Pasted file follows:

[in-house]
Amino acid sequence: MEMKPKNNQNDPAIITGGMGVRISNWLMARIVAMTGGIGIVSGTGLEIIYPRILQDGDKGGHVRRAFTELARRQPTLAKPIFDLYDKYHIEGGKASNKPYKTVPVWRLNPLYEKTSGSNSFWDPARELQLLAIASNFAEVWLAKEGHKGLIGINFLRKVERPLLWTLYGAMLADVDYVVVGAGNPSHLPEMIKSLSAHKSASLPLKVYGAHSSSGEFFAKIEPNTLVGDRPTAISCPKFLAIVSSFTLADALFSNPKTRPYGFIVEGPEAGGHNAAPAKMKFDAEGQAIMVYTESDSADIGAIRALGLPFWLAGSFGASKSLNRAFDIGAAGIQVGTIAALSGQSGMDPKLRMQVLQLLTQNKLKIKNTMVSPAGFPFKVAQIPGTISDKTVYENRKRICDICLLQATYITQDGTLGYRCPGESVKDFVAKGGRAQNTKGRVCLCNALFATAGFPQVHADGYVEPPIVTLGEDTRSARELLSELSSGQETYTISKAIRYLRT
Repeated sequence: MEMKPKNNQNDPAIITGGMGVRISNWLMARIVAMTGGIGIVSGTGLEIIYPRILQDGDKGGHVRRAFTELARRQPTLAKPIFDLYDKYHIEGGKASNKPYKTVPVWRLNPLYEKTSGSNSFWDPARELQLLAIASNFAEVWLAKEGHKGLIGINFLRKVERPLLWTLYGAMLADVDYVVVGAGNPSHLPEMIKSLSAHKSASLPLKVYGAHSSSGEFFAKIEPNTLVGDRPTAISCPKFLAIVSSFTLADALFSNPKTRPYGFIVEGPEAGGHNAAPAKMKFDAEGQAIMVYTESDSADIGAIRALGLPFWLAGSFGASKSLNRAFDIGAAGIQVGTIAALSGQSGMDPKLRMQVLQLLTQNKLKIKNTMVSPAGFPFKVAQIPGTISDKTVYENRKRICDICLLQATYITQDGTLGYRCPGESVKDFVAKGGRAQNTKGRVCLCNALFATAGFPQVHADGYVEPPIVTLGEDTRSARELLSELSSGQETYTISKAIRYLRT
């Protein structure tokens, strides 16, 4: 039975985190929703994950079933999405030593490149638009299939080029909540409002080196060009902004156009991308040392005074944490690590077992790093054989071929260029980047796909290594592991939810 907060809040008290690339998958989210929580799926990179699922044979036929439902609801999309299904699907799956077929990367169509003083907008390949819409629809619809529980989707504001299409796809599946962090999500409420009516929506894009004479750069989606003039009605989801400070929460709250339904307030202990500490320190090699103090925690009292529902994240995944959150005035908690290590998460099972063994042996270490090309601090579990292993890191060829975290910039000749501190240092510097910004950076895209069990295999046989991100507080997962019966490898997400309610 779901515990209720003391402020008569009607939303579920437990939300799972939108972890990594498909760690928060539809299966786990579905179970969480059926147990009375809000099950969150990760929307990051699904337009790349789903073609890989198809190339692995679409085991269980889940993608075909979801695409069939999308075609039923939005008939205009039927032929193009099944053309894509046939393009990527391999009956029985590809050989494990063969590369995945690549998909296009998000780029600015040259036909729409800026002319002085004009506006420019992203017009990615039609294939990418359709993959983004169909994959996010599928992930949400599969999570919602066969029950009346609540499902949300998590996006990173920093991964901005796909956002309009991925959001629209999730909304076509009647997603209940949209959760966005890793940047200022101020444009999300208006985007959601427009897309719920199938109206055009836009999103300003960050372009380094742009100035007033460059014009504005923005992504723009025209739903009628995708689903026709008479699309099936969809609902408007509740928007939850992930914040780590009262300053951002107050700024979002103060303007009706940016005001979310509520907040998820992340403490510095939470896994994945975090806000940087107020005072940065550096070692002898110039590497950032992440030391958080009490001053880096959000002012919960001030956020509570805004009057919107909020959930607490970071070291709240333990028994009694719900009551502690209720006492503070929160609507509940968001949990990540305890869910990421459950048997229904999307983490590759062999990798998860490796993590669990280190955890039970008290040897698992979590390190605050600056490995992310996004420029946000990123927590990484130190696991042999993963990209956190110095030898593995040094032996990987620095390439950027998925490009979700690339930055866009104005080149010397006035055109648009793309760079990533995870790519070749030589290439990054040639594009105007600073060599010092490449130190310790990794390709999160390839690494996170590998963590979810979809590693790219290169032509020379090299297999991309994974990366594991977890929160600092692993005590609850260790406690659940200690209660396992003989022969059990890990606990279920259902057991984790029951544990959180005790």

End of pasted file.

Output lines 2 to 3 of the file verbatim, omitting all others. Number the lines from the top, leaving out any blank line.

Amino acid sequence: MEMKPKNNQNDPAIITGGMGVRISNWLMARIVAMTGGIGIVSGTGLEIIYPRILQDGDKGGHVRRAFTELARRQPTLAKPIFDLYDKYHIEGGKASNKPYKTVPVWRLNPLYEKTSGSNSFWDPARELQLLAIASNFAEVWLAKEGHKGLIGINFLRKVERPLLWTLYGAMLADVDYVVVGAGNPSHLPEMIKSLSAHKSASLPLKVYGAHSSSGEFFAKIEPNTLVGDRPTAISCPKFLAIVSSFTLADALFSNPKTRPYGFIVEGPEAGGHNAAPAKMKFDAEGQAIMVYTESDSADIGAIRALGLPFWLAGSFGASKSLNRAFDIGAAGIQVGTIAALSGQSGMDPKLRMQVLQLLTQNKLKIKNTMVSPAGFPFKVAQIPGTISDKTVYENRKRICDICLLQATYITQDGTLGYRCPGESVKDFVAKGGRAQNTKGRVCLCNALFATAGFPQVHADGYVEPPIVTLGEDTRSARELLSELSSGQETYTISKAIRYLRT
Repeated sequence: MEMKPKNNQNDPAIITGGMGVRISNWLMARIVAMTGGIGIVSGTGLEIIYPRILQDGDKGGHVRRAFTELARRQPTLAKPIFDLYDKYHIEGGKASNKPYKTVPVWRLNPLYEKTSGSNSFWDPARELQLLAIASNFAEVWLAKEGHKGLIGINFLRKVERPLLWTLYGAMLADVDYVVVGAGNPSHLPEMIKSLSAHKSASLPLKVYGAHSSSGEFFAKIEPNTLVGDRPTAISCPKFLAIVSSFTLADALFSNPKTRPYGFIVEGPEAGGHNAAPAKMKFDAEGQAIMVYTESDSADIGAIRALGLPFWLAGSFGASKSLNRAFDIGAAGIQVGTIAALSGQSGMDPKLRMQVLQLLTQNKLKIKNTMVSPAGFPFKVAQIPGTISDKTVYENRKRICDICLLQATYITQDGTLGYRCPGESVKDFVAKGGRAQNTKGRVCLCNALFATAGFPQVHADGYVEPPIVTLGEDTRSARELLSELSSGQETYTISKAIRYLRT